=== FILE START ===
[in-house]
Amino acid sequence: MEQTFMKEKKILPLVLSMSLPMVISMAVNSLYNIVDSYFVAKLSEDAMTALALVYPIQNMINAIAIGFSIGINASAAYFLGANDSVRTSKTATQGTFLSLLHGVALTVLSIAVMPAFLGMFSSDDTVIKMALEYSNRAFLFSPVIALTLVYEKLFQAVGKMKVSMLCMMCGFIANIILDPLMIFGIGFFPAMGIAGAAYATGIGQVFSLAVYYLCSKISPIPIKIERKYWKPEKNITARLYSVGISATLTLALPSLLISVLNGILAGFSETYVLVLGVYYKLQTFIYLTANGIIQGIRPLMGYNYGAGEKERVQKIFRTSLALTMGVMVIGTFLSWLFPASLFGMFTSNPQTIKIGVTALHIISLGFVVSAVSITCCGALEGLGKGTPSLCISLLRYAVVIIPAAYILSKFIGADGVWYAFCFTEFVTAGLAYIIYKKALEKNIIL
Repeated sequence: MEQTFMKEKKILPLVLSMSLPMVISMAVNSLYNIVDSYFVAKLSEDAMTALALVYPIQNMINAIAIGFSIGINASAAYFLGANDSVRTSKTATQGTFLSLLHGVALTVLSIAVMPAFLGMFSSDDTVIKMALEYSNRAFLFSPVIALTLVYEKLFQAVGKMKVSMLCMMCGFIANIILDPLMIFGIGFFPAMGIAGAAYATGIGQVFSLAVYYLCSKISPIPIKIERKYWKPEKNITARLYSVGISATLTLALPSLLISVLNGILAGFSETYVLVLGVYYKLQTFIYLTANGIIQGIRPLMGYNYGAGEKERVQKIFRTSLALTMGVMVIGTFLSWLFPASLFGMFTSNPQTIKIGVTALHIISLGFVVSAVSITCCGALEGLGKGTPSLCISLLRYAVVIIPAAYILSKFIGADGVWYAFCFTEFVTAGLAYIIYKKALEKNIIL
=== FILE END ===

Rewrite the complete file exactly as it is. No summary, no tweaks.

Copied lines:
[in-house]
Amino acid sequence: MEQTFMKEKKILPLVLSMSLPMVISMAVNSLYNIVDSYFVAKLSEDAMTALALVYPIQNMINAIAIGFSIGINASAAYFLGANDSVRTSKTATQGTFLSLLHGVALTVLSIAVMPAFLGMFSSDDTVIKMALEYSNRAFLFSPVIALTLVYEKLFQAVGKMKVSMLCMMCGFIANIILDPLMIFGIGFFPAMGIAGAAYATGIGQVFSLAVYYLCSKISPIPIKIERKYWKPEKNITARLYSVGISATLTLALPSLLISVLNGILAGFSETYVLVLGVYYKLQTFIYLTANGIIQGIRPLMGYNYGAGEKERVQKIFRTSLALTMGVMVIGTFLSWLFPASLFGMFTSNPQTIKIGVTALHIISLGFVVSAVSITCCGALEGLGKGTPSLCISLLRYAVVIIPAAYILSKFIGADGVWYAFCFTEFVTAGLAYIIYKKALEKNIIL
Repeated sequence: MEQTFMKEKKILPLVLSMSLPMVISMAVNSLYNIVDSYFVAKLSEDAMTALALVYPIQNMINAIAIGFSIGINASAAYFLGANDSVRTSKTATQGTFLSLLHGVALTVLSIAVMPAFLGMFSSDDTVIKMALEYSNRAFLFSPVIALTLVYEKLFQAVGKMKVSMLCMMCGFIANIILDPLMIFGIGFFPAMGIAGAAYATGIGQVFSLAVYYLCSKISPIPIKIERKYWKPEKNITARLYSVGISATLTLALPSLLISVLNGILAGFSETYVLVLGVYYKLQTFIYLTANGIIQGIRPLMGYNYGAGEKERVQKIFRTSLALTMGVMVIGTFLSWLFPASLFGMFTSNPQTIKIGVTALHIISLGFVVSAVSITCCGALEGLGKGTPSLCISLLRYAVVIIPAAYILSKFIGADGVWYAFCFTEFVTAGLAYIIYKKALEKNIIL